Millions of Americans are paying a high price for a safe place to put their money: extremely low interest rates on savings accounts and certificates of deposit.
The elderly and others on fixed incomes have been especially hard hit. Many have seen returns on savings, C.D.'s and government bonds drop to niggling amounts recently, often costing them money once inflation, fees and taxes are considered.
"Open a Savings Plus Account today and get a great rate," read an advertisement in the Dec. 16 Newsday for Citibank, which was then offering 1.2 percent for an account. (As low as it was, the offer was good only for accounts of $25,000 and up.)
"They're advertising it in the papers as if they're actually proud of that," said Steven Weisman, a title insurance consultant in New York. "It's a joke."
The advertised rate for the Savings Plus account has expired, according to the bank's Web site; as of Friday, the account paid an interest rate of 0.5 percent. The bank's highest-yield savings account, the Ultimate, was paying 1.01 percent.
The best deal Mr. Weisman has found is 2 percent on a one-year certificate of deposit offered by ING Direct, an online bank that has become a bit of a darling among the fixed-income crowd.
Interest on one- and two-year Treasury notes was just 0.40 percent and 0.89 percent, as of Monday. Bank of America offers 0.35 percent on a standard money market account with $10,000 to $25,000, and Wells Fargo will pay 0.05 percent on a basic savings account.
Indeed, after fees are subtracted, inflation is accounted for and taxes are paid, many investors in C.D.'s, government bonds and savings and money market accounts are losing money. In fact, Northern Trust waived some $8 million in fees on money market accounts because they would have wiped out all interest, and then some.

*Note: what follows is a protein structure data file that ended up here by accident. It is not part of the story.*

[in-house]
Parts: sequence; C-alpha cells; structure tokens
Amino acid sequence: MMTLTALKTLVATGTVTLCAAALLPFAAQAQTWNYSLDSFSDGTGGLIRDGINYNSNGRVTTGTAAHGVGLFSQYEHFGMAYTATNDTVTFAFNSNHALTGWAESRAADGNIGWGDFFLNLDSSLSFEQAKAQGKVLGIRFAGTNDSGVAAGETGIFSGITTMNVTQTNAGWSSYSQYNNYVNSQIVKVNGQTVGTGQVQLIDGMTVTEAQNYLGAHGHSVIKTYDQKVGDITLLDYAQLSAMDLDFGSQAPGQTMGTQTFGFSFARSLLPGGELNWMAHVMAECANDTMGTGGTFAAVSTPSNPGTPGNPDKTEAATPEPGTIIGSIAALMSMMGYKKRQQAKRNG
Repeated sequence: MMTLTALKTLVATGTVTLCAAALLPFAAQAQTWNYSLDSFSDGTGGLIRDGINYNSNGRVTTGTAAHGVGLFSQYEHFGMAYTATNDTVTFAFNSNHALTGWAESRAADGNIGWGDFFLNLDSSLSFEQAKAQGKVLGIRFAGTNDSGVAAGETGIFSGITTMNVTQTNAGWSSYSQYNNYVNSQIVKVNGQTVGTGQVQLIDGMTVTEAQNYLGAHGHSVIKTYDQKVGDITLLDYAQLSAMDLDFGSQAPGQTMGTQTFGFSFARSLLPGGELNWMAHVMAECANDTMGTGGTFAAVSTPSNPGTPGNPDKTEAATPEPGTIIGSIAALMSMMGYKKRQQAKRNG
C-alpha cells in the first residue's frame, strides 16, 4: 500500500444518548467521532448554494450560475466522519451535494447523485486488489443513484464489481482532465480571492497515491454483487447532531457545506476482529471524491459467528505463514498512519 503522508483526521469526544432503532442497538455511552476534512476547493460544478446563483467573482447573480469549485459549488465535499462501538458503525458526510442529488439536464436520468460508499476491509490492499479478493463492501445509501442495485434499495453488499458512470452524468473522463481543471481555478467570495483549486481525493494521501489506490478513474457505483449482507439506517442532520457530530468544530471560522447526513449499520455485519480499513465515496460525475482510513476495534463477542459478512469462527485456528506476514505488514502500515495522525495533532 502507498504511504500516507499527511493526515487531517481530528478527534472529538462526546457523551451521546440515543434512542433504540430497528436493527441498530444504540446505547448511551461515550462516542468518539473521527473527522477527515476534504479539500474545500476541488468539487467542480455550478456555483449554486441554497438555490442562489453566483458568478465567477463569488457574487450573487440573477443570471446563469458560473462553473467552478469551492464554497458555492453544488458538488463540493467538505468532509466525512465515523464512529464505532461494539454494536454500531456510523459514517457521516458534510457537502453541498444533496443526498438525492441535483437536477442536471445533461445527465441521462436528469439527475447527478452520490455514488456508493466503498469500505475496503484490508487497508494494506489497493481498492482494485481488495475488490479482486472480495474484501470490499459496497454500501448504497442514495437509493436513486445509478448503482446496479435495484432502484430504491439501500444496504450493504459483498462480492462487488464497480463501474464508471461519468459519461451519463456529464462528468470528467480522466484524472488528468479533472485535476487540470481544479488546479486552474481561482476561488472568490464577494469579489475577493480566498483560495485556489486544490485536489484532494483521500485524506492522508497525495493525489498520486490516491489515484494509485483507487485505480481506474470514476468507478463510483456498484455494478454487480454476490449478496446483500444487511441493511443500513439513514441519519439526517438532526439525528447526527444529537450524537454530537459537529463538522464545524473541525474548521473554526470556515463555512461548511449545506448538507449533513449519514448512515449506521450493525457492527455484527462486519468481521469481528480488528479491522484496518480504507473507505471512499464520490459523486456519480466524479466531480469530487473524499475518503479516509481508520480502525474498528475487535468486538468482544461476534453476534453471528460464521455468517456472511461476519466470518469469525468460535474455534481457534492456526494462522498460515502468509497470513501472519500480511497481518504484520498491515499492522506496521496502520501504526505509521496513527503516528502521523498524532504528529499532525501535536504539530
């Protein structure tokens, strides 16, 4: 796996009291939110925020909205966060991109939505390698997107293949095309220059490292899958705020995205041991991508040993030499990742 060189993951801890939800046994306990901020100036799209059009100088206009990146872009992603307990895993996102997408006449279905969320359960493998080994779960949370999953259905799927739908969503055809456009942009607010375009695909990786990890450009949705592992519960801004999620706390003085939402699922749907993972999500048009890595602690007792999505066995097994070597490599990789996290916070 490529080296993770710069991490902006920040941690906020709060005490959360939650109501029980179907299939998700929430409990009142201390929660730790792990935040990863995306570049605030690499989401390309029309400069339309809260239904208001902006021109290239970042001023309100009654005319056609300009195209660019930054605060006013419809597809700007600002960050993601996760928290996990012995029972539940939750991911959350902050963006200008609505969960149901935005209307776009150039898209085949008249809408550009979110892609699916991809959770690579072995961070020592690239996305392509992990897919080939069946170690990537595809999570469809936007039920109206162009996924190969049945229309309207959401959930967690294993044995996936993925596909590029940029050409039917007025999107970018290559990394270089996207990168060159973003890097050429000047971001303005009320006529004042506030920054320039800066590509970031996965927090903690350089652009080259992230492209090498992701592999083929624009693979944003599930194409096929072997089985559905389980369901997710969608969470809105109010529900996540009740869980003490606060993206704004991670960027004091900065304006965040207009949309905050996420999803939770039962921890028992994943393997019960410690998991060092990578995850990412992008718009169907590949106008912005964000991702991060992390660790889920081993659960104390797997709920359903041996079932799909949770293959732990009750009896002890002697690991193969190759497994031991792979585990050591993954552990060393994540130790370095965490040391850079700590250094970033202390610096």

"The unemployment situation and the general downturn in the economy had an impact, but what's going to happen now as C.D.'s mature is that retirees and the elderly are going to take anywhere from a half to three-quarters of a percent cut in their incomes," said Joe Parks, a retired accountant in Houston on the advisory board of Better Investing, an organization that works to help people become savvier investors. "It's a real problem."
Experts say risk-averse investors are effectively financing a second bailout of financial institutions, many of which have also raised fees and interest rates on credit cards.
"What the average citizen doesn't explicitly understand is that a significant part of the government's plan to repair the financial system and the economy is to pay savers nothing and allow damaged financial institutions to earn a nice, guaranteed spread," said William H. Gross, co-chief investment officer of the Pacific Investment Management Company, or Pimco. "It's capitalism, I guess, but it's not to be applauded."
Mr. Gross said he read his monthly portfolio statement twice because he could not believe that the line "Yield on cash" was 0.01 percent. At that rate, he said, it would take him 6,932 years to double his money.
Many think the Federal Reserve is fueling a stock market bubble by keeping rates so low that investors decide to bet on stocks instead. Mr. Parks of Better Investing moved more money into the stock market early this year, when C.D.'s he held began maturing and he could not nearly recover the income they had generated by rolling them over.